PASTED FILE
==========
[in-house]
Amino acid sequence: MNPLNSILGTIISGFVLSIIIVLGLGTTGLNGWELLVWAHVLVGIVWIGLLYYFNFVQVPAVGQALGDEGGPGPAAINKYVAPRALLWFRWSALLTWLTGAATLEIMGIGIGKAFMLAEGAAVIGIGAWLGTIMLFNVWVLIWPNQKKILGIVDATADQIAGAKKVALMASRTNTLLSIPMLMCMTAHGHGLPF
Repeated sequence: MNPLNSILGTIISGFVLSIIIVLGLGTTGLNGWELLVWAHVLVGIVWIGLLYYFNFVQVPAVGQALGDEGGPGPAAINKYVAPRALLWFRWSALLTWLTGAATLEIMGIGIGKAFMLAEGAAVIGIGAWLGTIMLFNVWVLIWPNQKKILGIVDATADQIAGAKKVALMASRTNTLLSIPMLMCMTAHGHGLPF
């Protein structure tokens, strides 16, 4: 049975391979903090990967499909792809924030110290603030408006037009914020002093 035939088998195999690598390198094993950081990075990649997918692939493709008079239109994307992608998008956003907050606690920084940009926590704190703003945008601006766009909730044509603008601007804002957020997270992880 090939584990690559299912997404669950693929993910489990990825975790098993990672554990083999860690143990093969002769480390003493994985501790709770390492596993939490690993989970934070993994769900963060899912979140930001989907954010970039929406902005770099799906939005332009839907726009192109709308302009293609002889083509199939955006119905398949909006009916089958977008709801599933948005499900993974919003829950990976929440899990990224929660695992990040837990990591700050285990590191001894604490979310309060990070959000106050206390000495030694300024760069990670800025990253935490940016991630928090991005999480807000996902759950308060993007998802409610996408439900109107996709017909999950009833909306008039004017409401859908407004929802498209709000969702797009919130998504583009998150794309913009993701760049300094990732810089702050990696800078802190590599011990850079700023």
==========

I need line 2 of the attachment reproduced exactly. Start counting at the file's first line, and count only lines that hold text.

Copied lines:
Amino acid sequence: MNPLNSILGTIISGFVLSIIIVLGLGTTGLNGWELLVWAHVLVGIVWIGLLYYFNFVQVPAVGQALGDEGGPGPAAINKYVAPRALLWFRWSALLTWLTGAATLEIMGIGIGKAFMLAEGAAVIGIGAWLGTIMLFNVWVLIWPNQKKILGIVDATADQIAGAKKVALMASRTNTLLSIPMLMCMTAHGHGLPF